Recurrent UTI are common among 20% of women, with many women experiencing three or more infections a year. The typical treatment is antibiotics, but long-term use increases the likelihood that those medicines won’t work against future infections.
A natural and effective option is a supplement called D-Mannose, a naturally occurring sugar found in a variety of fruits such as blueberry, apple, and cranberry. This sugar is the reason that cranberry juice is commonly recommended as a UTI treatment; it’s a lot easier, however, to get the recommended dosage from a D-mannose supplement.
Here’s how D-mannose works and why it’s so effective:
It attaches itself to E. coli, a bacteria normally found in the intestinal tract but often proliferates in places it should not be, causing infections. D-Mannose triggers the bacteria to bind to it, instead of the urinary tract, and this helps your body flush out the bacteria during urination.
Natural medicine practitioners have long been using D-mannose to treat UTI in men and women. Recent studies comparing D-Mannose to both antibiotic and placebo have shown women taking D-Mannose had a significantly lower frequency of UTI and a lower incidence of side effects compared to those taking the antibiotic.
Talk with your holistic physician before taking D-Mannose as dose differs based on frequency and duration of infection, age, and other health factors.
L. Domenici, M. Monti, C. Bracchi, M. Giorgini, V. Colagiovanni, L. Muzii, P. Benedetti Panici: “D-mannose: a promising support for acute urinary tract infections in women. A pilot study.” Eur Rev Med Pharm Sci (2016) 20:13, 2920. Accessed 14 July 2017: http://www.europeanreview.org/article/11121
Altarac, S. and Papeš, D. (2014), Use of d-mannose in prophylaxis of recurrent urinary tract infections (UTIs) in women. BJU Int, 113: 9–10. doi:10.1111/bju.12492 Accessed 11 July 2017: http://onlinelibrary.wiley.com/doi/10.1111/bju.12492/full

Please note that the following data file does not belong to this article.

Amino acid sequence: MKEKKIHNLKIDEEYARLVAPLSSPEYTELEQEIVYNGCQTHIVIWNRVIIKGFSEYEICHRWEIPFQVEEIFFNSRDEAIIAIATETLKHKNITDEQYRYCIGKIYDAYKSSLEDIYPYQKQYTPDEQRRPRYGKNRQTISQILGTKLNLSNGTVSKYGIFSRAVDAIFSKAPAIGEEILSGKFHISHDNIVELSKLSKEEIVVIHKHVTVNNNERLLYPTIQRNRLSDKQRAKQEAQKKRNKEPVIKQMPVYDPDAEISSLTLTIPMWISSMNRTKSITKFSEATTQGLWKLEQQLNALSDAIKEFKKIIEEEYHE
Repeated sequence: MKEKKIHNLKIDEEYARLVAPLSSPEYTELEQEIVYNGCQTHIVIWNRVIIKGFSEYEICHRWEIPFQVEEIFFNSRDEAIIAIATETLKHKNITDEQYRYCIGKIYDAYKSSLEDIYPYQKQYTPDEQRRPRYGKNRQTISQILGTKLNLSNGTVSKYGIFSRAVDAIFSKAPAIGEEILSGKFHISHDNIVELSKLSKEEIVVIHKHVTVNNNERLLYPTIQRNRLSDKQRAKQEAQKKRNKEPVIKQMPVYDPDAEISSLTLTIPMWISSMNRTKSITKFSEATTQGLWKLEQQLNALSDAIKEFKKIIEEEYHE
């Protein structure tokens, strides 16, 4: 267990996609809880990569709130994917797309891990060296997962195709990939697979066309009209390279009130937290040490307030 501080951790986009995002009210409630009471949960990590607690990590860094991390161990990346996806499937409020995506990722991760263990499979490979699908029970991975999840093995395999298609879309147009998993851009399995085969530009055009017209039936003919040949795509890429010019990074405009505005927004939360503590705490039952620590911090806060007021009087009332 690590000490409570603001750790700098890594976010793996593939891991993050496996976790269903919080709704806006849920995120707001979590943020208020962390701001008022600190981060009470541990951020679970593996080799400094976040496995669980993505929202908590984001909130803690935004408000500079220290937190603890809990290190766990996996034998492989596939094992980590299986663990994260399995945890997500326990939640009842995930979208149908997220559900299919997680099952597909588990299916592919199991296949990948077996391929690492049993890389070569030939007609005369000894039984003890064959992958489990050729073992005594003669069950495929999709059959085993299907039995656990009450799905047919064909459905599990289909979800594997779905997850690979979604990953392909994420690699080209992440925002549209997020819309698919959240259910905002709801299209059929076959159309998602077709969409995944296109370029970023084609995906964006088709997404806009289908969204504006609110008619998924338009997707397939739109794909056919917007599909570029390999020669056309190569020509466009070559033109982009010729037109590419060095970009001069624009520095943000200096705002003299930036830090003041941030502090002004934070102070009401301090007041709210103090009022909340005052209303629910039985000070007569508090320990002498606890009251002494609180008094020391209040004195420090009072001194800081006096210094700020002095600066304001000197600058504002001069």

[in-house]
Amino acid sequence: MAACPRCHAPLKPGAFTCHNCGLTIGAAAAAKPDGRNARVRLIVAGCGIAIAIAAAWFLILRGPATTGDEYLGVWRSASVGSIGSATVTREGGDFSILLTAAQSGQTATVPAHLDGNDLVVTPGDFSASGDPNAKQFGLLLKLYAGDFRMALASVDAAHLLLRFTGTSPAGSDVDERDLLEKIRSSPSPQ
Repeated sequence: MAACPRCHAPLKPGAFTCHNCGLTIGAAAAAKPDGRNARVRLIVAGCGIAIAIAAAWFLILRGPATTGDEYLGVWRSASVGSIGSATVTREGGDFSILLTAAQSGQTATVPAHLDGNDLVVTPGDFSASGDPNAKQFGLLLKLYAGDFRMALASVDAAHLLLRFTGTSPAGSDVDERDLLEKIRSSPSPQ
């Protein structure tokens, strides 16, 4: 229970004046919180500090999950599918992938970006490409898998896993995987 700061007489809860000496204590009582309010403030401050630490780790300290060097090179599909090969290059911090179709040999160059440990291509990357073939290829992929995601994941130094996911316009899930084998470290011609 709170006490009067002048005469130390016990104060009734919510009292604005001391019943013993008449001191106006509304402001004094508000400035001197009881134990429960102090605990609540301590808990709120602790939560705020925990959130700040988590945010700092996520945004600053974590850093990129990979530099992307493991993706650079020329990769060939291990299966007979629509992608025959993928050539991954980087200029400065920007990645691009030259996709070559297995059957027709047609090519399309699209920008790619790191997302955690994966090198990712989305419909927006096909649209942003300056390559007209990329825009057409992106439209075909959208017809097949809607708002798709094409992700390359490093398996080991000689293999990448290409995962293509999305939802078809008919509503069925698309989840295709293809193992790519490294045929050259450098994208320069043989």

ClinicalTrials.gov “D-Mannose in Recurrent Urinary Tract Infections.” (2013, April 1) Study Results. Accessed 11 July 2017: https://clinicaltrials.gov/ct2/show/results/NCT01808755
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Schaeffer AJ, Chmiel JS, Duncan JL, Falkowski WS. “Mannose-sensitive adherence of Escherichia coli to epithelial cells from women with recurrent urinary tract infections.” J Urol (1984) 131:9, 06-10. https://www.ncbi.nlm.nih.gov/pubmed/6142969
Hickling, Duane R, and Victor W Nitti. “Management of Recurrent Urinary Tract Infections in Healthy Adult Women.” Reviews in Urology 15.2 (2013): 41–48. https://www.ncbi.nlm.nih.gov/pmc/articles/PMC3784967/
NIDDK.NIH.gov: Abstract: Cusumano, C.K., Pinkner, J.S., Han, Z., et al. “Treatment and prevention of urinary tract infection with orally active FimH inhibitors.” Sci Transl Med (2011) 3:109ra 115. Accessed 11 July 2017: https://www.niddk.nih.gov/news/research-updates/pages/research-yields-potential-new-treatment-for-urinary-tract-infections.aspx